Full Text Available There is no doubt that strategic management tools and techniques are important parts of the strategic management process. Their use in organizations should be observed in a practice-based context. This paper analyzes the empirical studies on the usage of strategic management tools and techniques. Hence, the main aim of this study is to investigate and analyze which enterprises, according to their country development level, use more strategic management tools and techniques and which of these are used the most. Also, this paper investigates which strategic management tools and techniques are used globally according to the results of empirical studies. The study presents a summary of empirical studies for the period 1990–2015. The research results indicate that more strategic tools and techniques are used in developed countries, followed by developing countries and fewest in countries in transition. This study is likely to contribute to the field of strategic management because it summarizes the most used strategic tools and techniques at the global level according to varying stages of countries’ economic development. Also, the findings from this study may be utilized to maximize the full potential of enterprises and reduce the cases of entrepreneurship failures, through creating awareness of the importance of using strategic management tools and techniques.

  11. A Bayesian-based two-stage inexact optimization method for supporting stream water quality management in the Three Gorges Reservoir region.

    Science.gov (United States)

    Hu, X H; Li, Y P; Huang, G H; Zhuang, X W; Ding, X W

    2016-05-01

    In this study, a Bayesian-based two-stage inexact optimization (BTIO) method is developed for supporting water quality management through coupling Bayesian analysis with interval two-stage stochastic programming (ITSP). The BTIO method is capable of addressing uncertainties caused by insufficient inputs in water quality model as well as uncertainties expressed as probabilistic distributions and interval numbers. The BTIO method is applied to a real case of water quality management for the Xiangxi River basin in the Three Gorges Reservoir region to seek optimal water quality management schemes under various uncertainties. Interval solutions for production patterns under a range of probabilistic water quality constraints have been generated. Results obtained demonstrate compromises between the system benefit and the system failure risk due to inherent uncertainties that exist in various system components. Moreover, information about pollutant emission is accomplished, which would help managers to adjust production patterns of regional industry and local policies considering interactions of water quality requirement, economic benefit, and industry structure.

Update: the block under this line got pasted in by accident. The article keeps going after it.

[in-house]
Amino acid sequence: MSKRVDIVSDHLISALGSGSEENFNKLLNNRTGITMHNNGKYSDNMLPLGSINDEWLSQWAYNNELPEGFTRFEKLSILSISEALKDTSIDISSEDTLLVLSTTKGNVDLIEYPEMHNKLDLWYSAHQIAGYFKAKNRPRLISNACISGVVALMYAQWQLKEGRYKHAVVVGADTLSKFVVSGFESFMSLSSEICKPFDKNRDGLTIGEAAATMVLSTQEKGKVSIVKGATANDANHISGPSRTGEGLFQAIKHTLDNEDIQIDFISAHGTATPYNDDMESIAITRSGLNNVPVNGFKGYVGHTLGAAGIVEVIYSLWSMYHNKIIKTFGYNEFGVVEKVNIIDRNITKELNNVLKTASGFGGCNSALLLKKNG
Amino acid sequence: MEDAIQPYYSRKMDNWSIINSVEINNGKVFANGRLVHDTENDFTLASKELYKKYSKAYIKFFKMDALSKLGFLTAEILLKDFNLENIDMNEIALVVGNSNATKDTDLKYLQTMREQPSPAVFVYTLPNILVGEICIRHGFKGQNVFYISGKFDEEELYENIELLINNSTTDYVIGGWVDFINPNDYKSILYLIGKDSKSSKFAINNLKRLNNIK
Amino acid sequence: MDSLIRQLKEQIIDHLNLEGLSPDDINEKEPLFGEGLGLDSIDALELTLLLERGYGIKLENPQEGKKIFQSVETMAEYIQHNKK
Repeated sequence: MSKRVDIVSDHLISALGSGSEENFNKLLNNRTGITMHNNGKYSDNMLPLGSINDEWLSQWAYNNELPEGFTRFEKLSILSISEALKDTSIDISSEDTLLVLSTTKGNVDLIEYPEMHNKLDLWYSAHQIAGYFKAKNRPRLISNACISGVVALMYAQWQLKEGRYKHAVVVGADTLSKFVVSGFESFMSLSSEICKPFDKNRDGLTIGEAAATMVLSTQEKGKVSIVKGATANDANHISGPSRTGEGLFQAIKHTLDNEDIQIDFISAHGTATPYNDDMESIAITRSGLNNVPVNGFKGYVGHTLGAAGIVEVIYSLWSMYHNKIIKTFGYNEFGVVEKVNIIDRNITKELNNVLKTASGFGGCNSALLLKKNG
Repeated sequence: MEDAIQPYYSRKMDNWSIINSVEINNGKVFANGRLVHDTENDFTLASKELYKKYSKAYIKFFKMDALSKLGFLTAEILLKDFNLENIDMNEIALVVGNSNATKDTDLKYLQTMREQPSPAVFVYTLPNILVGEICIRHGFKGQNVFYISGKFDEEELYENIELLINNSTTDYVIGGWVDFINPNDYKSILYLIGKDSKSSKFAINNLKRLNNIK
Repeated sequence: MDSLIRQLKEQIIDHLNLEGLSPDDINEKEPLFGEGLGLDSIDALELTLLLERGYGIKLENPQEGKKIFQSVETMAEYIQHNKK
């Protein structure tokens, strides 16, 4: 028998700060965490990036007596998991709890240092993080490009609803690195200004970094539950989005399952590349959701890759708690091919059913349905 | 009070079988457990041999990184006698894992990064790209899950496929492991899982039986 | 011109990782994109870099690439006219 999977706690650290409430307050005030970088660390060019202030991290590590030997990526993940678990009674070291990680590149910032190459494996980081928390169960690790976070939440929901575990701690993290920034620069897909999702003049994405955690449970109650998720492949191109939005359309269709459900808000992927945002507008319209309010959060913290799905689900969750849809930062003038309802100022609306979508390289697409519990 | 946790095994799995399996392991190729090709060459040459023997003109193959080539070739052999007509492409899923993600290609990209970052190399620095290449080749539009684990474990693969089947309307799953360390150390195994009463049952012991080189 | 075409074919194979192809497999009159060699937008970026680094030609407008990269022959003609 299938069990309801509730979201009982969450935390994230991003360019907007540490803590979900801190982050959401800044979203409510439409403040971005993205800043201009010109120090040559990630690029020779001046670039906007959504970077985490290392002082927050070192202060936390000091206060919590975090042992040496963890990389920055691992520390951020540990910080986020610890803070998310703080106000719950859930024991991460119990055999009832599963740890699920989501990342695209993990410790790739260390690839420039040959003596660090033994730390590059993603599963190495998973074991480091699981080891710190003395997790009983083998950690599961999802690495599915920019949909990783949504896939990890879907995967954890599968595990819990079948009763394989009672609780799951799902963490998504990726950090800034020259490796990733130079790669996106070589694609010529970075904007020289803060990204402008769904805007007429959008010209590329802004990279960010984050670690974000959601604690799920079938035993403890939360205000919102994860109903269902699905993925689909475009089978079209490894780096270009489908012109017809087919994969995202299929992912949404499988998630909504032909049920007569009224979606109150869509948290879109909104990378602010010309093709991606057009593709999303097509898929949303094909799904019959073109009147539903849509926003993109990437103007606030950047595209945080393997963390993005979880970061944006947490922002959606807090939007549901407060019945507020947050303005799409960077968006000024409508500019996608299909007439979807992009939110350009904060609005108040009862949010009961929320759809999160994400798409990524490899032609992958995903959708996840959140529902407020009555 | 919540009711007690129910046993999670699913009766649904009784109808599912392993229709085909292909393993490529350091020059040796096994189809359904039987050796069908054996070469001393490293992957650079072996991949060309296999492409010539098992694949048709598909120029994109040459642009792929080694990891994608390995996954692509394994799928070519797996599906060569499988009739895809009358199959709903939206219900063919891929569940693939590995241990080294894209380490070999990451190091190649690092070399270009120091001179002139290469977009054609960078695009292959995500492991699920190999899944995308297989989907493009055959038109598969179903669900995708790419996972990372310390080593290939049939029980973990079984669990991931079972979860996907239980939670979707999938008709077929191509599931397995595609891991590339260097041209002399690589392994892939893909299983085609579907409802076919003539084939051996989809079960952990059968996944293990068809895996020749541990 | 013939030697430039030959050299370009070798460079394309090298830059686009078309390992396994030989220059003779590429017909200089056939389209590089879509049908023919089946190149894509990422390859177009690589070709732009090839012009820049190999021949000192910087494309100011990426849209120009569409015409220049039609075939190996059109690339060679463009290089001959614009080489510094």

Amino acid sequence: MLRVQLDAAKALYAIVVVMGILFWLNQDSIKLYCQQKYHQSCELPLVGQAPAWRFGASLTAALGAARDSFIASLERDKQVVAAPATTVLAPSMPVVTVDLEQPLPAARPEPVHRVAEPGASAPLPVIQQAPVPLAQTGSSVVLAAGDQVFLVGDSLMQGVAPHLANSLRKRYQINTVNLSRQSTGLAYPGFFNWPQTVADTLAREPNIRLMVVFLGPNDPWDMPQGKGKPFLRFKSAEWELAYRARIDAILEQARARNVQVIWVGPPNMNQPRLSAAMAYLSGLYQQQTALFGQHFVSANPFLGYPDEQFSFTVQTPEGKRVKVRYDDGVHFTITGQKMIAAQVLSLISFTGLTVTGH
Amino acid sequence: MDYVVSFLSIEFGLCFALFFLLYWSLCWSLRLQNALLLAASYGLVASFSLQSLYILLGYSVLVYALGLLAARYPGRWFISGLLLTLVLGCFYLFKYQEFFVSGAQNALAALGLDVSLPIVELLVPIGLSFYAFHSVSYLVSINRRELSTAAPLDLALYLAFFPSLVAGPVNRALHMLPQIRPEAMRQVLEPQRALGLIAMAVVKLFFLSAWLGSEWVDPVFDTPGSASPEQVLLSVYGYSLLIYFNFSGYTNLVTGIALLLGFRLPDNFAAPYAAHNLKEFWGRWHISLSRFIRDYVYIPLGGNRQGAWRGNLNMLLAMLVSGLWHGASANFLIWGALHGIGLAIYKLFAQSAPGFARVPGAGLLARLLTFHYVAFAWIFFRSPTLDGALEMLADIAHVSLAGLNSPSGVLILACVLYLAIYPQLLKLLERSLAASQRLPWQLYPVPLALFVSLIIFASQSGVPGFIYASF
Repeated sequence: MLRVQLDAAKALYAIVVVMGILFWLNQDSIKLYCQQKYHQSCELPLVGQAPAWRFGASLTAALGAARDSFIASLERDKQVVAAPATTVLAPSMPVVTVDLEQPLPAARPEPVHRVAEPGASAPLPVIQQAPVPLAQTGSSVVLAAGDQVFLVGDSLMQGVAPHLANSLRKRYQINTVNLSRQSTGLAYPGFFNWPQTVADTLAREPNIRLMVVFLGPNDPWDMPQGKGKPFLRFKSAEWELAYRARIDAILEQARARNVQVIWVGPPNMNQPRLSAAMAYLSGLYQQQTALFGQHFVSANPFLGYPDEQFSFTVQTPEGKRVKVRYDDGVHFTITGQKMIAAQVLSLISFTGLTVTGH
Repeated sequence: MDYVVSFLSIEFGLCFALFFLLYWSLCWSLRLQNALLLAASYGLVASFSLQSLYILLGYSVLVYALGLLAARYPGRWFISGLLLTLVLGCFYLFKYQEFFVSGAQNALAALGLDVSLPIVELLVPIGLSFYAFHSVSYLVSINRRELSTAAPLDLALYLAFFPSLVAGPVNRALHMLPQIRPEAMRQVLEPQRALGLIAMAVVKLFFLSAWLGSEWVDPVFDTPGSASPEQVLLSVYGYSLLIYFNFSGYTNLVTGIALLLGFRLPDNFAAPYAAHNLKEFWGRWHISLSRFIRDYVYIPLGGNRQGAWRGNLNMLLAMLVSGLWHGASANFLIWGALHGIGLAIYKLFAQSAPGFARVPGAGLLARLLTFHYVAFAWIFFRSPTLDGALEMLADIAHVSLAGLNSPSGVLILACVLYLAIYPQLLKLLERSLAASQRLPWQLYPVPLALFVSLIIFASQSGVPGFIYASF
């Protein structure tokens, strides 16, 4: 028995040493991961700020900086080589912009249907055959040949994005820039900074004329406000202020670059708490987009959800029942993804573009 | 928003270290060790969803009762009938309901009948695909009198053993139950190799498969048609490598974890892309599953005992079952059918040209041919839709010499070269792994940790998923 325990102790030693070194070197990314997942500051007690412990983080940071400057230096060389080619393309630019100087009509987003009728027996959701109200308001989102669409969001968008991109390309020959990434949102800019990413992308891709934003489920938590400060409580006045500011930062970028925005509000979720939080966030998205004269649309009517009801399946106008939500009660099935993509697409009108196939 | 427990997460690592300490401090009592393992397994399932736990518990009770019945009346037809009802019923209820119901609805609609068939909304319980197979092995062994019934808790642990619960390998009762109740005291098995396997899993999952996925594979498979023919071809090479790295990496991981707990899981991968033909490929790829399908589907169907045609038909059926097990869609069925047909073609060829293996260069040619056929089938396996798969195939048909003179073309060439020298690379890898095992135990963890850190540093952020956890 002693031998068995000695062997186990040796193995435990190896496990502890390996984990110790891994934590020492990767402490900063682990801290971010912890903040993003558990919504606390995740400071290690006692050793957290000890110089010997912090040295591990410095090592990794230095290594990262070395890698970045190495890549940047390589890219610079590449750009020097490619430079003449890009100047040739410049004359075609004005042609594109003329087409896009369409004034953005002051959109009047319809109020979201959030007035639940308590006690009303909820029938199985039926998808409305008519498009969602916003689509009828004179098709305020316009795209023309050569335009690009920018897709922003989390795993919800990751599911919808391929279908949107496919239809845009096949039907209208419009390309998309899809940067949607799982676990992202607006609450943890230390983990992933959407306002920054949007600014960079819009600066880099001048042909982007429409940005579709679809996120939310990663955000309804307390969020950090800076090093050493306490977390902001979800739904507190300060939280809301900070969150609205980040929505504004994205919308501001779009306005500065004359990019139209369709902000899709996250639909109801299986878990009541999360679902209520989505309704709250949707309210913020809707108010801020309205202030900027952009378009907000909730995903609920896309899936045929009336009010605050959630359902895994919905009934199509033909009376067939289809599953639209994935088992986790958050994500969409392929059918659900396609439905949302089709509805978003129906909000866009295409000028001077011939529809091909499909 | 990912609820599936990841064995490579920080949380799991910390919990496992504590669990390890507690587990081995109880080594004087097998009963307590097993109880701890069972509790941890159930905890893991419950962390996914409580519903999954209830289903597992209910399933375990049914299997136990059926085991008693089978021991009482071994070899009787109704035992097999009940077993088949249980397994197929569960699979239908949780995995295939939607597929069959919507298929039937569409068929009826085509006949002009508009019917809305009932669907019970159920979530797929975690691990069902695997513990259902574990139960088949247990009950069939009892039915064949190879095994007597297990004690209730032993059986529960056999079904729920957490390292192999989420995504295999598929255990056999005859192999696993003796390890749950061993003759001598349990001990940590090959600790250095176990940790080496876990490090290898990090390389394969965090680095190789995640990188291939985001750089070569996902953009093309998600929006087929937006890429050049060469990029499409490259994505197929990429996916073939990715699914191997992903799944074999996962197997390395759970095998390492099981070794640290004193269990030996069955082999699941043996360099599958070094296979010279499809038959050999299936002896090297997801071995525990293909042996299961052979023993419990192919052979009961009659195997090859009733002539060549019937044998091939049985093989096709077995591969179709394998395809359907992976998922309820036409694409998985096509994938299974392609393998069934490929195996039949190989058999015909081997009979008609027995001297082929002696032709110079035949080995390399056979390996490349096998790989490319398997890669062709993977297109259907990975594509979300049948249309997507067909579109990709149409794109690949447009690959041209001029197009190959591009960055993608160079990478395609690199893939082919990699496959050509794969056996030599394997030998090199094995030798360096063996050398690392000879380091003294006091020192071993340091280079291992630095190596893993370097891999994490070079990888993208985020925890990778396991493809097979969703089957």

12. Shoreline to Height (S2H): an algorithm to monitor reservoirs' water height from satellite images. A flood risk management application

    Science.gov (United States)

    Cenci, Luca; Boni, Giorgio; Pulvirenti, Luca; Gabellani, Simone; Gardella, Fabio; Squicciarino, Giuseppe; Pierdicca, Nazzareno; Benedetto, Catia

    2016-04-01

    In a reservoir, water level monitoring is important for emergency management purposes. This information can be used to estimate the degree of filling of the water body, thus helping decision makers in flood control operations. Furthermore, if assimilated in hydrological models and coupled with rainfall forecasts, this information can be used for flood forecast and early warning. In many cases, water level is not known (e.g. data-scarce environments), or not shared by operators. Remote sensing may allow overcoming these limitations, enabling its estimation. The objective of this work is to present the Shoreline to Height (S2H) algorithm, developed to retrieve the height of the water stored in reservoirs from satellite images. To this aim, some auxiliary data are needed: a DEM and the maximum/minimum height that can be reached by the water. In data-scarce environments, these information can be easily obtained on the Internet (e.g. free, worldwide DEM and design data for artificial reservoirs). S2H was tested with different satellite data, both optical and SAR (Landsat and Cosmo SkyMed®-CSK®) in order to assess the impact of different sensors on the final estimates. The study area was the Place-Moulin Lake (Valle d'Aosta-VdA, Italy), where it is present a monitoring network that can provide reliable ground-truths for validating the algorithm and assessing its accuracy. When the algorithm was developed, it was assumed to be in absence of any "official"-auxiliary data. Therefore, two DEMs (SRTM 1 arc-second and ASTER GDEM) were used to evaluate their performances. The maximum/minimum water height values were found on the website of VdA Region. The S2H is based on three steps: i) satellite data preprocessing (Landsat: atmospheric correction; CSK®: geocoding and speckle filtering); ii) water mask generation (using a thresholding and region growing algorithm) and shoreline extraction; iii) retrieval of the shoreline height according to the reference DEMs (adopting a